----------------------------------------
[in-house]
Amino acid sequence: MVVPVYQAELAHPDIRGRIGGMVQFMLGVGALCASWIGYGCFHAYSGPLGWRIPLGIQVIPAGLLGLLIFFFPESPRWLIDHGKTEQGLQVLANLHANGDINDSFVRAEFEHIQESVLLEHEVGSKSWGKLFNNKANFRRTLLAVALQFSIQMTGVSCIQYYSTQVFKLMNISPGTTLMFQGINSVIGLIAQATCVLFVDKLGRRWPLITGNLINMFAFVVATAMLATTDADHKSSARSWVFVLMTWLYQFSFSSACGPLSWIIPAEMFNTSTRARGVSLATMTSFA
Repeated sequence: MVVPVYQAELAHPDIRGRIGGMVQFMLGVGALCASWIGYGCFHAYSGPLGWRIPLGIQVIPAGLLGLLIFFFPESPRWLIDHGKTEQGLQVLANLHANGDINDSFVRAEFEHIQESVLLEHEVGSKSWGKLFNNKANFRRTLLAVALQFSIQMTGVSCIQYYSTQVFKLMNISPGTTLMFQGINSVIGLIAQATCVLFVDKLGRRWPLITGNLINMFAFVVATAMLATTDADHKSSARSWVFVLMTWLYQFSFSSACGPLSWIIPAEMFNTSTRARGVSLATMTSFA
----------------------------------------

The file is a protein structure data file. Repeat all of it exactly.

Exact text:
[in-house]
Amino acid sequence: MVVPVYQAELAHPDIRGRIGGMVQFMLGVGALCASWIGYGCFHAYSGPLGWRIPLGIQVIPAGLLGLLIFFFPESPRWLIDHGKTEQGLQVLANLHANGDINDSFVRAEFEHIQESVLLEHEVGSKSWGKLFNNKANFRRTLLAVALQFSIQMTGVSCIQYYSTQVFKLMNISPGTTLMFQGINSVIGLIAQATCVLFVDKLGRRWPLITGNLINMFAFVVATAMLATTDADHKSSARSWVFVLMTWLYQFSFSSACGPLSWIIPAEMFNTSTRARGVSLATMTSFA
Repeated sequence: MVVPVYQAELAHPDIRGRIGGMVQFMLGVGALCASWIGYGCFHAYSGPLGWRIPLGIQVIPAGLLGLLIFFFPESPRWLIDHGKTEQGLQVLANLHANGDINDSFVRAEFEHIQESVLLEHEVGSKSWGKLFNNKANFRRTLLAVALQFSIQMTGVSCIQYYSTQVFKLMNISPGTTLMFQGINSVIGLIAQATCVLFVDKLGRRWPLITGNLINMFAFVVATAMLATTDADHKSSARSWVFVLMTWLYQFSFSSACGPLSWIIPAEMFNTSTRARGVSLATMTSFA